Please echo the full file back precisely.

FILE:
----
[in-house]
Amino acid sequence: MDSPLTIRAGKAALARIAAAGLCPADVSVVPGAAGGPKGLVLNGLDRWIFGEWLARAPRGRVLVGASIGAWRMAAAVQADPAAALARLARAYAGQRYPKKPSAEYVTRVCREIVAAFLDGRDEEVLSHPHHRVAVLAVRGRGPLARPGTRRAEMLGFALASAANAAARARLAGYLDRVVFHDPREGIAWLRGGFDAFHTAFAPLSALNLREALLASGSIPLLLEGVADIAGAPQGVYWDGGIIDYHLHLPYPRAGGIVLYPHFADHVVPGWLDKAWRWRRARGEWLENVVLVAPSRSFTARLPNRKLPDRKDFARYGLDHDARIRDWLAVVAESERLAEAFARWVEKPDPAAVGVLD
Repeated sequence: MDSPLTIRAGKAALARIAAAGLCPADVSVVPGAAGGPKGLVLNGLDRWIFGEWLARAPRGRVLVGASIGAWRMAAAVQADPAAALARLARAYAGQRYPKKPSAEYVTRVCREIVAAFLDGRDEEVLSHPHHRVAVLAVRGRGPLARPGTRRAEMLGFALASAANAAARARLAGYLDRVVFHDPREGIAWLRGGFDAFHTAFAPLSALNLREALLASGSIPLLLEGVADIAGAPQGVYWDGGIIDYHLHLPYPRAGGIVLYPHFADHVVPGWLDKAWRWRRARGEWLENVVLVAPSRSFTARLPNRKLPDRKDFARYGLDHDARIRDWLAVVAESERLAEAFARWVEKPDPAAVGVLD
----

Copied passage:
[in-house]
Amino acid sequence: MDSPLTIRAGKAALARIAAAGLCPADVSVVPGAAGGPKGLVLNGLDRWIFGEWLARAPRGRVLVGASIGAWRMAAAVQADPAAALARLARAYAGQRYPKKPSAEYVTRVCREIVAAFLDGRDEEVLSHPHHRVAVLAVRGRGPLARPGTRRAEMLGFALASAANAAARARLAGYLDRVVFHDPREGIAWLRGGFDAFHTAFAPLSALNLREALLASGSIPLLLEGVADIAGAPQGVYWDGGIIDYHLHLPYPRAGGIVLYPHFADHVVPGWLDKAWRWRRARGEWLENVVLVAPSRSFTARLPNRKLPDRKDFARYGLDHDARIRDWLAVVAESERLAEAFARWVEKPDPAAVGVLD
Repeated sequence: MDSPLTIRAGKAALARIAAAGLCPADVSVVPGAAGGPKGLVLNGLDRWIFGEWLARAPRGRVLVGASIGAWRMAAAVQADPAAALARLARAYAGQRYPKKPSAEYVTRVCREIVAAFLDGRDEEVLSHPHHRVAVLAVRGRGPLARPGTRRAEMLGFALASAANAAARARLAGYLDRVVFHDPREGIAWLRGGFDAFHTAFAPLSALNLREALLASGSIPLLLEGVADIAGAPQGVYWDGGIIDYHLHLPYPRAGGIVLYPHFADHVVPGWLDKAWRWRRARGEWLENVVLVAPSRSFTARLPNRKLPDRKDFARYGLDHDARIRDWLAVVAESERLAEAFARWVEKPDPAAVGVLD